In a society where credit and money significantly impact a person’s quality of life, consumers do everything they can to manage their finances appropriately. They establish credit by applying for credit cards, loans, and other financial products and keeping those accounts in good standing. They develop and use budgets, implement healthy savings practices, and discover ways to increase their earnings. When life happens, and their credit or finances get out of control, most consumers will take steps to make improvements.
Unfortunately, there are instances where a consumer is financially responsible but encounters issues due to fraudulent activities. Cyber thieves access and utilize personal information to open accounts, make purchases, and receive funding. If these activities aren’t immediately identified, they can go on for years, causing issues with the consumer’s finances. You may wonder what to do next if you believe your credit and finances have been compromised by fraudulent activity (or wish to prevent it). Below is some advice.
Check Your Credit Report Regularly
Credit reports provide detailed information about financial accounts in your name. Such data may include loans, credit cards, and other financial transactions. If there is suspicious activity on your account, chances are you’ll find it on your credit report. Reviewing reports at least once every 3 to 6 months can help you identify problems quickly.
If you find new accounts, debts, or transactions you didn’t make or approve, you can dispute these with the credit reporting agency. Once you submit a complaint, the bureau will reach out to the lender or service provider to learn more about the account. If it is proven that the account or transaction is fraudulent, it will be removed from your credit report. After the account is removed, you should see an increase in your score.
Contact Lenders And Service Providers
Sometimes the account is yours, but the transactions are fraudulent. In these instances, you must file a complaint with the lender, creditor, or service provider associated with the account in question. If it’s a credit card company or bank, you should report the unauthorized transactions and cancel or freeze the account to prevent further issues.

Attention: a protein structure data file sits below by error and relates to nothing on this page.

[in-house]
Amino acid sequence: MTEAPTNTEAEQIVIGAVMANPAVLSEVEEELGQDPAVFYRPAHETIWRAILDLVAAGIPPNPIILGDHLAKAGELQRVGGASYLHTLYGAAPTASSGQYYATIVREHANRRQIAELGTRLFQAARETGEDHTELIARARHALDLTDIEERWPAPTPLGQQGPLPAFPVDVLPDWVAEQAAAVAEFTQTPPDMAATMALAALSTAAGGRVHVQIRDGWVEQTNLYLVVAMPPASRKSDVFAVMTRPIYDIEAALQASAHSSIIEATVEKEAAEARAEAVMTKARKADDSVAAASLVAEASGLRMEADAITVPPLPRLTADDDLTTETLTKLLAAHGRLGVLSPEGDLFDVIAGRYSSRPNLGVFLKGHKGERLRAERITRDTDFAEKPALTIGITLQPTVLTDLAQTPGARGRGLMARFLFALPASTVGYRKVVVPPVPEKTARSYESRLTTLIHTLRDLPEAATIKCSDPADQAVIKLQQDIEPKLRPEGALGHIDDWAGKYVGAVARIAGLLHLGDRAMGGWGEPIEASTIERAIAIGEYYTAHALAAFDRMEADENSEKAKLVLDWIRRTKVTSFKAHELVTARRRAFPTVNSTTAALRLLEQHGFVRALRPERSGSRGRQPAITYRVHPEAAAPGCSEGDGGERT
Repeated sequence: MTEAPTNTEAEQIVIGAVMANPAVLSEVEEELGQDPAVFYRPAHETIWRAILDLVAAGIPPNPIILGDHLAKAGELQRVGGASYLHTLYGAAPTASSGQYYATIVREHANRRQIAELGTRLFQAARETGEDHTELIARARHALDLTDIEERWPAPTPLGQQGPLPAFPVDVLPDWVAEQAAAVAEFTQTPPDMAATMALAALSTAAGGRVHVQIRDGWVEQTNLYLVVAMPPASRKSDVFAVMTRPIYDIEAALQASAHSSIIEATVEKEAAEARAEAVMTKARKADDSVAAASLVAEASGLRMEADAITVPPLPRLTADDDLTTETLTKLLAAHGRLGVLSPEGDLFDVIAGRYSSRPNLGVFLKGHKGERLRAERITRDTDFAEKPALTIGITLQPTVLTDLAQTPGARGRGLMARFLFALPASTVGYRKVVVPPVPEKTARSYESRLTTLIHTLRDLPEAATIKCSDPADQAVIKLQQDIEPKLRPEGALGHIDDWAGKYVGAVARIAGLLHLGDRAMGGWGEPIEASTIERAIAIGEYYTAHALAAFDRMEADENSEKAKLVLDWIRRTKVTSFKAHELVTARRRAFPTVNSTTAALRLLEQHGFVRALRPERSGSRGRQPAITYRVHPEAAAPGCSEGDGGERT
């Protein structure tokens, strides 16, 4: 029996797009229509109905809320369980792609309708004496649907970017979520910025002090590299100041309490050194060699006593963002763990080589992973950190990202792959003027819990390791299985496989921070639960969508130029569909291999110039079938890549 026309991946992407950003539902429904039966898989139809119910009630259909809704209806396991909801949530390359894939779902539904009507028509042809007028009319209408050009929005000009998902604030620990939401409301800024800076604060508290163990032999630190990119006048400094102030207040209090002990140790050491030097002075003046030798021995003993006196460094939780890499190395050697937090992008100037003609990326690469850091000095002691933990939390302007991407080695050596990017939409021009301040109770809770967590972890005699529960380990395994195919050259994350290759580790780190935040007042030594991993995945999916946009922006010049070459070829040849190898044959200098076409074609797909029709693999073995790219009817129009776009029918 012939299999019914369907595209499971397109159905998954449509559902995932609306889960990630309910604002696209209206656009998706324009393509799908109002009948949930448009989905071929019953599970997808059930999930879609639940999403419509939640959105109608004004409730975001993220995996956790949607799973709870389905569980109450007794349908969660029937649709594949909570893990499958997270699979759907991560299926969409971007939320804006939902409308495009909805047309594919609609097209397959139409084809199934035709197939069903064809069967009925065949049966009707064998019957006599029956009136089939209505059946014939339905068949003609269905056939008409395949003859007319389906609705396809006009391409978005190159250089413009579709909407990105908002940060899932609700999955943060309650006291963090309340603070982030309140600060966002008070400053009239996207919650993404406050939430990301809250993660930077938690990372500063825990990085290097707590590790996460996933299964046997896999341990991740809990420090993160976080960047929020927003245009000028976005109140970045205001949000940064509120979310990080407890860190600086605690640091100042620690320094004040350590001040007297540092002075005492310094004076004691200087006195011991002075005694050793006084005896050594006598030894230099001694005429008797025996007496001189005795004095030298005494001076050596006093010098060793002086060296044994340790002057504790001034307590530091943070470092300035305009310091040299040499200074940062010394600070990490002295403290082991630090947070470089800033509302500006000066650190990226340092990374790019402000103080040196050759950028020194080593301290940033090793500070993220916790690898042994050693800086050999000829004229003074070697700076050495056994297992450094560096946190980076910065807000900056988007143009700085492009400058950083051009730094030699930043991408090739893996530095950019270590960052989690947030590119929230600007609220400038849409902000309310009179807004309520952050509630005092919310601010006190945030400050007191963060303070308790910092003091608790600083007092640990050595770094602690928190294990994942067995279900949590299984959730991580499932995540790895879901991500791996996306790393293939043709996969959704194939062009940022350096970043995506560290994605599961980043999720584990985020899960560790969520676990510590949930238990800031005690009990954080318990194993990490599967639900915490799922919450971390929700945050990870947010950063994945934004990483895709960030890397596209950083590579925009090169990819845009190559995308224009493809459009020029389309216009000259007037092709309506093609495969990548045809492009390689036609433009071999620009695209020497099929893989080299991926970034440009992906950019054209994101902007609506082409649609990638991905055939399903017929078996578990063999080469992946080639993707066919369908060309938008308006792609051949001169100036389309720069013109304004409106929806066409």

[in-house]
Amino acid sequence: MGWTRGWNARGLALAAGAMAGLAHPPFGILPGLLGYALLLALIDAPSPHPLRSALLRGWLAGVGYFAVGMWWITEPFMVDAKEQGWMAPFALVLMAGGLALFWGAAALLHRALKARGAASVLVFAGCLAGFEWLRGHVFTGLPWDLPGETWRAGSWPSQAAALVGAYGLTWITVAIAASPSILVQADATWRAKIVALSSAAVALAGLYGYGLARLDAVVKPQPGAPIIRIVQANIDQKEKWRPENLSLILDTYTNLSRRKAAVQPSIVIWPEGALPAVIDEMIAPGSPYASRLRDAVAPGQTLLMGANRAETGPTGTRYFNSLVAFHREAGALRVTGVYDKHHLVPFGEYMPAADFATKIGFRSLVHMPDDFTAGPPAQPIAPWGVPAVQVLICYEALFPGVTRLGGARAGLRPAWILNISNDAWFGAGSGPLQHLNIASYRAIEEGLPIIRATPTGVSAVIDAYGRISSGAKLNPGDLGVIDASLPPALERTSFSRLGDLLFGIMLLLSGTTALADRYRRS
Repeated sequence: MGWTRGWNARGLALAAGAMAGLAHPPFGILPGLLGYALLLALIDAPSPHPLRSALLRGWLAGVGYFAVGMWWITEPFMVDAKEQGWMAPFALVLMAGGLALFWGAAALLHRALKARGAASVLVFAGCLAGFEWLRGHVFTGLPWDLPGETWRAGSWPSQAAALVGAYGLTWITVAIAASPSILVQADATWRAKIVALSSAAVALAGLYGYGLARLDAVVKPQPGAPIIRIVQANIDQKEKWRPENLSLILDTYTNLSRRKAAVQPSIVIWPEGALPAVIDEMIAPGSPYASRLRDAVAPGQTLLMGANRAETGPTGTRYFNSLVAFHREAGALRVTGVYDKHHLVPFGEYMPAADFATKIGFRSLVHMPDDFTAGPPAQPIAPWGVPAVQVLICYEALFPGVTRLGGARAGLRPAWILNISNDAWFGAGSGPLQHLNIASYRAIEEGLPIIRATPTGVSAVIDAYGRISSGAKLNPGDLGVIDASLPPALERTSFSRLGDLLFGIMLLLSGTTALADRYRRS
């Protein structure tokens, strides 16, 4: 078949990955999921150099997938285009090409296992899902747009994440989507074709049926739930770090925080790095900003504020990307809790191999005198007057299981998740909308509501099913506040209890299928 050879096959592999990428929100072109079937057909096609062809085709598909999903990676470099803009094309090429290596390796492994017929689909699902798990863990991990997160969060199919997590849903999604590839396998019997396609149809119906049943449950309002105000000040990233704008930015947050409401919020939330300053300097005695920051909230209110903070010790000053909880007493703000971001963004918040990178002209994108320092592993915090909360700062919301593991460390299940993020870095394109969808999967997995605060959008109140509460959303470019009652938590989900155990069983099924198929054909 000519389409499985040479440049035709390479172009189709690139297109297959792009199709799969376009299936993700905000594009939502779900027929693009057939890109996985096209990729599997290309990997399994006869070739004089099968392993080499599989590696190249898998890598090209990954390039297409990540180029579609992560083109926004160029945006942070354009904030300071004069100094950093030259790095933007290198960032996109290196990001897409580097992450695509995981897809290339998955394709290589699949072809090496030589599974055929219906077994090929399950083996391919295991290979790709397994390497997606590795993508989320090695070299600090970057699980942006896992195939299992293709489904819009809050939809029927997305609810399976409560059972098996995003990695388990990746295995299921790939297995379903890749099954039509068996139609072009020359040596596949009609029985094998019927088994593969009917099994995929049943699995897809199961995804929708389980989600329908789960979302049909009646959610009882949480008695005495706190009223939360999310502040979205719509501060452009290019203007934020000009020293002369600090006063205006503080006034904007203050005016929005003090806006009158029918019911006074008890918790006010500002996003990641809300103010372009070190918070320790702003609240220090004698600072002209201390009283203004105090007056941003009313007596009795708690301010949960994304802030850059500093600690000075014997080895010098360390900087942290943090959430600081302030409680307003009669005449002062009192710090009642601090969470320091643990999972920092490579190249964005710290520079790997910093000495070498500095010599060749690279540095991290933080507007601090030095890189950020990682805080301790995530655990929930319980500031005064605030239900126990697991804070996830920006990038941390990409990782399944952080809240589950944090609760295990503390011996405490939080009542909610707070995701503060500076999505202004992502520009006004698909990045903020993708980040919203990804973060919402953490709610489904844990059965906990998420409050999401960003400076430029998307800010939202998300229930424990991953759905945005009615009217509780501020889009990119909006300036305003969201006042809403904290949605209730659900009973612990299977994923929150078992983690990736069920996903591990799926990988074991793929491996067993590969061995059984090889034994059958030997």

If you believe personal data was breached or provided to a third party by a company you do business with, you can request a DSAR to learn more. What is a DSAR? A data subject access request is a formal inquiry from a consumer to a company to disclose how personal information is used. The company must comply and provide reports showing that they uphold federal and state consumer rights and privacy practices. If you find discrepancies or the company is unwilling to provide this information, you can file an official complaint.
File An Identity Theft Claim
If someone has stolen your identity, you must file a claim to protect yourself and your finances. Once you have a claim on file, local and federal entities can conduct a thorough investigation to try and locate and prosecute the thief. A claim also protects you if future unauthorized accounts or transactions are conducted in your name.
Find An Identity Theft Protection Service
If you’ve been the victim of identity theft, you know it can be a tedious, time-consuming, and expensive experience. It can take years to restore your good name, rebuild your credit, and replenish your finances. As such, consumers are encouraged to find and enroll with a reputable identity theft protection company.
These agencies will monitor your credit and financial accounts and alert you when suspicious activity occurs. They will work diligently to investigate and bring the perpetrator to justice if identity theft occurs. More importantly, you’ll receive financial coverage for legal fees and other economic consequences resulting from the fraud.
Managing your credit and finances is already challenging enough. The last thing you need is to have your status ruined because of fraudulent activity. If you believe you’re the victim of a cybercrime or identity theft, use the advice above to get ahead of it to keep your finances and credit intact.